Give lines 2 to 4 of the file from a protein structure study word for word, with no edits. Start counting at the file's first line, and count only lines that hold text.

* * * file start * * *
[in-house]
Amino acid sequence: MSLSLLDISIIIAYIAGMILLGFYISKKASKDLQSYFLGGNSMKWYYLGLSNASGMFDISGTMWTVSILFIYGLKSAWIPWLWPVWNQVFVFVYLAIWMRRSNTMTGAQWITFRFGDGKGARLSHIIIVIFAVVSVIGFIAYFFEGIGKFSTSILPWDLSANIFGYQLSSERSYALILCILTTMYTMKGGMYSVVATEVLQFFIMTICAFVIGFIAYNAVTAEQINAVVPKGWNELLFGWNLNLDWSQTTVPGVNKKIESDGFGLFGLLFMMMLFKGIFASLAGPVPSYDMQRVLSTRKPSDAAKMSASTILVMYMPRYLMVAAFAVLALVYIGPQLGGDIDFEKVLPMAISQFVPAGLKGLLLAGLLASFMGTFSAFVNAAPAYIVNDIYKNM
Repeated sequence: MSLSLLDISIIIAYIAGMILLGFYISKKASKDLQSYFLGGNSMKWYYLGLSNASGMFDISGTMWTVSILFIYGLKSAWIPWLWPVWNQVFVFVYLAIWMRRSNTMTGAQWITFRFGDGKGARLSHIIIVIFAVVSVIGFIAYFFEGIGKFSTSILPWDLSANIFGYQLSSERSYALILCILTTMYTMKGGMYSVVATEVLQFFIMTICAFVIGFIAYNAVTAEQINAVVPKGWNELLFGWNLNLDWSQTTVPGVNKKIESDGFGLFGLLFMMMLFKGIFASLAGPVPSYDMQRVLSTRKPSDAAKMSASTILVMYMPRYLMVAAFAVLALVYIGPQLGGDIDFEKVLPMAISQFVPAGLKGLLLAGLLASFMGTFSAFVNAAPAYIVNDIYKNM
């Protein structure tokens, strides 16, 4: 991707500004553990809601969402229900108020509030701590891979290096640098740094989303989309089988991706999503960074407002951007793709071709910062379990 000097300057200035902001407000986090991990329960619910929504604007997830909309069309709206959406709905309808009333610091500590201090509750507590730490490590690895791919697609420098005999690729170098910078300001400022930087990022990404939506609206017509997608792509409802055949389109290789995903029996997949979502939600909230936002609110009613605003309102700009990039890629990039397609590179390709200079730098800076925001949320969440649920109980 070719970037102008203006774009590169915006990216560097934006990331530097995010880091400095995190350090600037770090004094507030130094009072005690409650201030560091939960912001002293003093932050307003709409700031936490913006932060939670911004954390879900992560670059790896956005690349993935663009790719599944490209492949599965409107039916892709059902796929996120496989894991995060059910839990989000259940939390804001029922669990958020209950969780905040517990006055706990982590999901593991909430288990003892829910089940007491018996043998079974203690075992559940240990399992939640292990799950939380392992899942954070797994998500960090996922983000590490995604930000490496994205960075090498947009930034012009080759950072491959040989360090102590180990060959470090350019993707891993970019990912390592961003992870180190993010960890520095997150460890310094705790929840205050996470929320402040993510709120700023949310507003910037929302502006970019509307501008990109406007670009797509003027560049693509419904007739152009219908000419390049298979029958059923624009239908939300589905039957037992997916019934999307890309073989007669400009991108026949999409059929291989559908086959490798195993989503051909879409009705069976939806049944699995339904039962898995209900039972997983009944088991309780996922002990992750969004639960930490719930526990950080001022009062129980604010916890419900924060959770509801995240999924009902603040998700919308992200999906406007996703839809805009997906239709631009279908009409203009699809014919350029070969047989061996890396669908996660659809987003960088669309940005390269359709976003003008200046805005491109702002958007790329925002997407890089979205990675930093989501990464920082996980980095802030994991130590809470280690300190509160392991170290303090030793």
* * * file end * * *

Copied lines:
Amino acid sequence: MSLSLLDISIIIAYIAGMILLGFYISKKASKDLQSYFLGGNSMKWYYLGLSNASGMFDISGTMWTVSILFIYGLKSAWIPWLWPVWNQVFVFVYLAIWMRRSNTMTGAQWITFRFGDGKGARLSHIIIVIFAVVSVIGFIAYFFEGIGKFSTSILPWDLSANIFGYQLSSERSYALILCILTTMYTMKGGMYSVVATEVLQFFIMTICAFVIGFIAYNAVTAEQINAVVPKGWNELLFGWNLNLDWSQTTVPGVNKKIESDGFGLFGLLFMMMLFKGIFASLAGPVPSYDMQRVLSTRKPSDAAKMSASTILVMYMPRYLMVAAFAVLALVYIGPQLGGDIDFEKVLPMAISQFVPAGLKGLLLAGLLASFMGTFSAFVNAAPAYIVNDIYKNM
Repeated sequence: MSLSLLDISIIIAYIAGMILLGFYISKKASKDLQSYFLGGNSMKWYYLGLSNASGMFDISGTMWTVSILFIYGLKSAWIPWLWPVWNQVFVFVYLAIWMRRSNTMTGAQWITFRFGDGKGARLSHIIIVIFAVVSVIGFIAYFFEGIGKFSTSILPWDLSANIFGYQLSSERSYALILCILTTMYTMKGGMYSVVATEVLQFFIMTICAFVIGFIAYNAVTAEQINAVVPKGWNELLFGWNLNLDWSQTTVPGVNKKIESDGFGLFGLLFMMMLFKGIFASLAGPVPSYDMQRVLSTRKPSDAAKMSASTILVMYMPRYLMVAAFAVLALVYIGPQLGGDIDFEKVLPMAISQFVPAGLKGLLLAGLLASFMGTFSAFVNAAPAYIVNDIYKNM
């Protein structure tokens, strides 16, 4: 991707500004553990809601969402229900108020509030701590891979290096640098740094989303989309089988991706999503960074407002951007793709071709910062379990 000097300057200035902001407000986090991990329960619910929504604007997830909309069309709206959406709905309808009333610091500590201090509750507590730490490590690895791919697609420098005999690729170098910078300001400022930087990022990404939506609206017509997608792509409802055949389109290789995903029996997949979502939600909230936002609110009613605003309102700009990039890629990039397609590179390709200079730098800076925001949320969440649920109980 070719970037102008203006774009590169915006990216560097934006990331530097995010880091400095995190350090600037770090004094507030130094009072005690409650201030560091939960912001002293003093932050307003709409700031936490913006932060939670911004954390879900992560670059790896956005690349993935663009790719599944490209492949599965409107039916892709059902796929996120496989894991995060059910839990989000259940939390804001029922669990958020209950969780905040517990006055706990982590999901593991909430288990003892829910089940007491018996043998079974203690075992559940240990399992939640292990799950939380392992899942954070797994998500960090996922983000590490995604930000490496994205960075090498947009930034012009080759950072491959040989360090102590180990060959470090350019993707891993970019990912390592961003992870180190993010960890520095997150460890310094705790929840205050996470929320402040993510709120700023949310507003910037929302502006970019509307501008990109406007670009797509003027560049693509419904007739152009219908000419390049298979029958059923624009239908939300589905039957037992997916019934999307890309073989007669400009991108026949999409059929291989559908086959490798195993989503051909879409009705069976939806049944699995339904039962898995209900039972997983009944088991309780996922002990992750969004639960930490719930526990950080001022009062129980604010916890419900924060959770509801995240999924009902603040998700919308992200999906406007996703839809805009997906239709631009279908009409203009699809014919350029070969047989061996890396669908996660659809987003960088669309940005390269359709976003003008200046805005491109702002958007790329925002997407890089979205990675930093989501990464920082996980980095802030994991130590809470280690300190509160392991170290303090030793």